The meat of the matter


Earlier this month, I reported that the Governor of Colorado had angered the ranching and meat industry in his State by declaring March 20th to be “Meat Out Day”, and encouraging residents to eat vegetarian and vegan foods on that date.  I commented that a backlash seemed to be building, with many Coloradans planning to eat as much meat as possible.

The Colorado meat industry certainly isn’t taking this lying down.

Many on social media are proposing that we as beef-loving Americans push back and speak loudly by voting with our dollars on March 20. Use the hashtag #MeatInDay to spread the word!

Together, let’s make March 20th, MEAT IN Day.

Don’t just plan to barbecue on that day. Even if your freezer is full of homegrown beef, let’s all plan to head to our locally owned grocery stores and purchase beef in bulk that day. Feel free to donate it, grill it yourselves or invite the neighbors over for a huge barbecue!

Let’s just make a point to flood the markets with our dollars and show that beef is in high demand, it’s beloved by consumers across the country, and no politician has the right to dictate what we put on our dinner plates, especially when the declarations are based off of personal ideologies and not sound science.

I plan to feast on beef March 20. Steak and eggs for breakfast. Cheeseburgers for lunch. And maybe brisket on the smoker for supper.

There’s more at the link.

That attitude is being promoted by Colorado livestock and agriculture associations, many of whom are putting on or supporting events to not only boost beef sales, but also support local charities.  It looks like a state-wide carnivorous celebration may be in the offering this weekend – much to my amusement.

I daresay I’ll join in the fun, even though I’m further away from most of the entertainment.  Miss D. and I raided visited our favorite German meat market yesterday and loaded up our freezer, so we’re well stocked for the occasion.  Let’s see . . . various German wursts, warm savory potato salad, sauerkraut and lashings of mustard, all sourced, prepared and served in north Texas.  How’s that for trans-Atlantic cultural appropriation?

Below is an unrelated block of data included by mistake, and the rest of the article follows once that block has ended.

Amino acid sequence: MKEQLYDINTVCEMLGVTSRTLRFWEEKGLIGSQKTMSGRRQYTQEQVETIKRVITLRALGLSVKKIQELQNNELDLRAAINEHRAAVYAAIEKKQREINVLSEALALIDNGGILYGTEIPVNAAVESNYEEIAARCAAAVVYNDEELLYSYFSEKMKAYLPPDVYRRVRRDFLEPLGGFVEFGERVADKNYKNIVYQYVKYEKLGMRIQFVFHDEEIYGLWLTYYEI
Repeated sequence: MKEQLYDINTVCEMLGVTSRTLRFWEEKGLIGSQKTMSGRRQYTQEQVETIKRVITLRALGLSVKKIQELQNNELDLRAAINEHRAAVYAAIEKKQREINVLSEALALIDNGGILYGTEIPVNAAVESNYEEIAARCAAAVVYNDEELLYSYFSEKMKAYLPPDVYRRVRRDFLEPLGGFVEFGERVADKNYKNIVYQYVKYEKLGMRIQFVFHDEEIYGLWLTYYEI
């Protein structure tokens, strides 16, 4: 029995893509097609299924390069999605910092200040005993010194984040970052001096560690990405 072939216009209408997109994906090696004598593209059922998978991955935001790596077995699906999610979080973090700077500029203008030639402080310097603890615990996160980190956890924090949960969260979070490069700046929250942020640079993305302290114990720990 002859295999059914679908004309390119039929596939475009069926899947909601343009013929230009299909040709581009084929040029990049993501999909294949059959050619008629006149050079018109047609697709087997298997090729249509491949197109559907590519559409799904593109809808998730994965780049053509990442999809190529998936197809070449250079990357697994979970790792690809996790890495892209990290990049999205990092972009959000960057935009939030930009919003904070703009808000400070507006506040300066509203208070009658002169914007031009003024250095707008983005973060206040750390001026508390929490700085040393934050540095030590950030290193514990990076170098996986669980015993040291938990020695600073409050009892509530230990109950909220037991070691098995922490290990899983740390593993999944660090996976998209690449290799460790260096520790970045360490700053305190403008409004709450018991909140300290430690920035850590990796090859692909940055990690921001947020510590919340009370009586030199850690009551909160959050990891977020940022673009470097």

Neighboring states haven’t been backward in coming forward.  Governor Mark Gordon of Wyoming has signed a proclamation making March 20 “Hearty Meat Day” in his state;  and Nebraska Governor Pete Ricketts has announced that in his state, March 20th will be designated as “Meat On the Menu Day.”  Oklahoma’s governor has also come out strongly in favor of the agricultural community.  All three governors have shown clearly that they understand the needs of their constituencies, and are responding appropriately.

I don’t suppose the Governor of Colorado cares – he’s made his position clear.  However, in doing so he’s alienated one of the largest industries in his state, one that enjoys widespread support outside the left-wing, liberal, progressive urban enclaves that gave the Governor and the Democratic Party their victory in recent elections.  It’s a classic example of politicians pandering to their base, but sparking a backlash among the rest of the electorate by doing so.  One can only hope they’ll learn from that . . . but I won’t hold my breath waiting.



  1. Most of us Kansans are on board as well though not our governor, a progressive democrat who won nine of 105 counties.

  2. Oooh… Warm German Kartoffelsalat…

    We had a very teutonicly themed lunch yesterday too, smoked sausage (wurst), potato salad (Kroger "southern style") and Mac & Cheese (sorta like a Spaetsle? Close enough!). Had mine with saurkraut and spicy mustard.

    But oh boy do you win w/ the hot tater salad ��

  3. Fischer's is a neat place and the last time I went down to TX, I stocked up on copious quantities of their Dusseldorf Mustard. Mmmmmm!

    I may just go buy some beef myself this weekend. The only reason I don't buy more of it is cost. They're sure proud of it at the groceries!

  4. And yet the small minority of human herbivores in Colorado are the same ones that are destroying Colorado's petro and gas industry, the mining industry and every other non-'Green' industry.

    It's like if Miami/Dade/Broward was just a little larger in Florida, we'd have Gillum the cokehead in charge doing the same thing to us. Bad enough that good ranch and farm land down here is being converted to 'solar farms' and that we have an anti-big ag Agriculture Commissioner who's a friggin socialist. But solar farms? Florida soil is one of the most productive soils in the whole nation and we do solar farm?

  5. I just canNOT deal with cold potatoes in any form. Thus potato salad, despite claims of some, IS *hot*. Or it's not ready.

  6. We have more than twice as many cows hereabouts as we do people. I guess I'll have to do my part to ensure they don't take over.

    Look up Danny's Coleslaw if you're not a potato person. You'll be glad you did.

  7. 4th Congressional District Re. Ken Buck and newly elected Weld County Commissioner Lori Saine are hosting a pancake and bacon breakfast March 20th. I plan to attend.

  8. Mmmm, Wurst.

    I would point out that Great Lent for Orthodox people just began, so our small sliver of the population in Colorado (I assume it must be pretty small) will wait until May. I assume further that the governor did not publicize this decree or exhortation for pious reasons.

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